The board recognizes the following policy related to alcohol and drug dependency as adopted by the State of Washington:
Alcoholism and drug dependency are recognized by the State of Washington as treatable illnesses.
As an employer, the state's concern with these illnesses is limited to the effect they may have on an employee's job performance or on-the-job behavior. There is no intent to intrude upon the private life of any employee.
For the purposes of this policy, alcoholism and drug dependency are defined as illnesses that interfere with an employee's ability to perform assigned work satisfactorily or that adversely affect his or her job behavior.
Labor-Management Cooperation Required
In order to assure the fair and effective implementation of this policy, full cooperation between all levels of administration and appropriate employee organizations is required.
Employee Rights and Responsibilities
Employees are encouraged to voluntarily seek expert assistance for alcoholism, drug dependency, or any other job-impairing personal problem. Free, professional help is available to all employees on a confidential basis through the state's Employee Advisory Service.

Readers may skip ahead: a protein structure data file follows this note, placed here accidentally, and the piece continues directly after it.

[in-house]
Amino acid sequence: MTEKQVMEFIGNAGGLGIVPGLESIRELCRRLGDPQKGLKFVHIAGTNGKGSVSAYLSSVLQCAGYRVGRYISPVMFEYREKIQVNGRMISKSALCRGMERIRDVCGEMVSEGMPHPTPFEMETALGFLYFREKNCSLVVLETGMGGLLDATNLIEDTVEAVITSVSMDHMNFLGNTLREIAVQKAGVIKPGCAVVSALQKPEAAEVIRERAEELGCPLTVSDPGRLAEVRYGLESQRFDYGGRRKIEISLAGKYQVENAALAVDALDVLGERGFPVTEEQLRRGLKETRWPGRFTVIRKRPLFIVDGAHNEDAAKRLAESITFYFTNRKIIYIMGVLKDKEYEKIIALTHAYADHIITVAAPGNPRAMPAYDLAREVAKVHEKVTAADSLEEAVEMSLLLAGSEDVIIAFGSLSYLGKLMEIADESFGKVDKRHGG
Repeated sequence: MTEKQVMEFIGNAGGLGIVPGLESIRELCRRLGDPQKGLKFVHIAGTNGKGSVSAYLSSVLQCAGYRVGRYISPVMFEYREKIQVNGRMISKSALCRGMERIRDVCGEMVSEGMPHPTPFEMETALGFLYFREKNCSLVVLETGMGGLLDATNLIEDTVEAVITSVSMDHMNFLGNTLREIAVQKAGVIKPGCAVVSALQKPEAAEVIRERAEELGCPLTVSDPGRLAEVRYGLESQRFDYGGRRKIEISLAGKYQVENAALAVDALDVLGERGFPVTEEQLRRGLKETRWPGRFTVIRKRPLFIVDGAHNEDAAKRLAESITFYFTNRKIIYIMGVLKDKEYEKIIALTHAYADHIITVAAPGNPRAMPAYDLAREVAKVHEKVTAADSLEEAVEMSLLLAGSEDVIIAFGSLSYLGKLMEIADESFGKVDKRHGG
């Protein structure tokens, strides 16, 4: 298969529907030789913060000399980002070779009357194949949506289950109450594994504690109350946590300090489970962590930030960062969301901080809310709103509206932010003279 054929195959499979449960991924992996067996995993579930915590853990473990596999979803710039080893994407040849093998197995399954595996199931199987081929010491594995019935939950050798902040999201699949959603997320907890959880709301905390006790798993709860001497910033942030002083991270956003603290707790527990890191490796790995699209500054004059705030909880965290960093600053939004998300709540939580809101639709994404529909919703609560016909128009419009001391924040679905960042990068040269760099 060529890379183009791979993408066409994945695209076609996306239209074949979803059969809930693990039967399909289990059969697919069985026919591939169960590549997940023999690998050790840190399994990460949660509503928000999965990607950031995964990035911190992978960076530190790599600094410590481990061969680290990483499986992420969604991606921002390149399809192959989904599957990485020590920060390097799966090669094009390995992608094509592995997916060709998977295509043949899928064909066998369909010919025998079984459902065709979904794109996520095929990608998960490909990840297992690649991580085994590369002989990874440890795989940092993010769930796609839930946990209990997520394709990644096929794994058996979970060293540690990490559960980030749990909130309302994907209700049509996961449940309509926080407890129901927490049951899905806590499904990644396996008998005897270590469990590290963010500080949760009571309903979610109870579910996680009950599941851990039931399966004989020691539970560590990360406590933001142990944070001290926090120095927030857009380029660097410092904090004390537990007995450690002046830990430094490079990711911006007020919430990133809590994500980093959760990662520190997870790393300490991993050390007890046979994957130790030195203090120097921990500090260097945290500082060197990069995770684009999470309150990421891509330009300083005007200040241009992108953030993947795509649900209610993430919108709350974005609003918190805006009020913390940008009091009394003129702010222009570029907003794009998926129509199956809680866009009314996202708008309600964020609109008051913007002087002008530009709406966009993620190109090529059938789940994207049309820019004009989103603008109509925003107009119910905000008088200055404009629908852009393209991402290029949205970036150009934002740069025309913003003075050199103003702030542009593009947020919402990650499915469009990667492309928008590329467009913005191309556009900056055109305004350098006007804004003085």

Employees whose job performance or work-related behavior is adversely affected by alcoholism or drug dependency will be expected to seek appropriate assistance. Any employee suffering from either condition will be given the same consideration that is extended to employees having any other illness, including the use of sick leave to pursue a professionally prescribed program of treatment. No employee shall have his or her job security or promotional opportunities jeopardized as a consequence of seeking such treatment. The obligation of each employee to work effectively and cooperatively in his or her respective position is affirmed.
The responsibility to improve substandard job performance or to correct unacceptable work behavior rests with the individual employee, regardless of the underlying causative factors or circumstances. Failure to correct unsatisfactory job performance or behavior, for whatever reason, will result in appropriate disciplinary action, including, when necessary, termination.
Supervisors have the primary responsibility for implementing this policy. They should not diagnose alcoholism, drug dependency, or any other complex medical-behavioral problem, but they are required to identify, document and attempt to correct all employee job performance and/or work behavior problems, using standard corrective action procedures.
In those instances where normal corrective efforts fail to bring about the resolution of an employee?s job related problems, supervisors are directed to consider referral to the State Employee Advisory Service for professional assessment and problem resolving assistance.